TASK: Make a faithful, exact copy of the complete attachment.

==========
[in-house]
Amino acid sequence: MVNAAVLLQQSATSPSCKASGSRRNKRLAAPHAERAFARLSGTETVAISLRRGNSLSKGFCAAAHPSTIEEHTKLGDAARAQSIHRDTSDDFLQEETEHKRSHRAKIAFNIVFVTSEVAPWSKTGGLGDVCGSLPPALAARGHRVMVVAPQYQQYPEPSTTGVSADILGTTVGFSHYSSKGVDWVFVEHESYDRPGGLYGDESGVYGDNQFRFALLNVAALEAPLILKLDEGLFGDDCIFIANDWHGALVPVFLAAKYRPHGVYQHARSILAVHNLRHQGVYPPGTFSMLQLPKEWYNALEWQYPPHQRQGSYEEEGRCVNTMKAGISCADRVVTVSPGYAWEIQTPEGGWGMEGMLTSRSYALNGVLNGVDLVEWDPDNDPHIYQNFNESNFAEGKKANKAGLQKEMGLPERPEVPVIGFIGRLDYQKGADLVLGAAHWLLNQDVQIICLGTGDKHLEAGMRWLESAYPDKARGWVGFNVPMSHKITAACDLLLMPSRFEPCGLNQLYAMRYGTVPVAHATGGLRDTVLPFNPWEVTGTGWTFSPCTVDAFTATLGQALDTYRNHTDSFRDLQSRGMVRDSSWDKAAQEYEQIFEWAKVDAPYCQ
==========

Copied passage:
[in-house]
Amino acid sequence: MVNAAVLLQQSATSPSCKASGSRRNKRLAAPHAERAFARLSGTETVAISLRRGNSLSKGFCAAAHPSTIEEHTKLGDAARAQSIHRDTSDDFLQEETEHKRSHRAKIAFNIVFVTSEVAPWSKTGGLGDVCGSLPPALAARGHRVMVVAPQYQQYPEPSTTGVSADILGTTVGFSHYSSKGVDWVFVEHESYDRPGGLYGDESGVYGDNQFRFALLNVAALEAPLILKLDEGLFGDDCIFIANDWHGALVPVFLAAKYRPHGVYQHARSILAVHNLRHQGVYPPGTFSMLQLPKEWYNALEWQYPPHQRQGSYEEEGRCVNTMKAGISCADRVVTVSPGYAWEIQTPEGGWGMEGMLTSRSYALNGVLNGVDLVEWDPDNDPHIYQNFNESNFAEGKKANKAGLQKEMGLPERPEVPVIGFIGRLDYQKGADLVLGAAHWLLNQDVQIICLGTGDKHLEAGMRWLESAYPDKARGWVGFNVPMSHKITAACDLLLMPSRFEPCGLNQLYAMRYGTVPVAHATGGLRDTVLPFNPWEVTGTGWTFSPCTVDAFTATLGQALDTYRNHTDSFRDLQSRGMVRDSSWDKAAQEYEQIFEWAKVDAPYCQ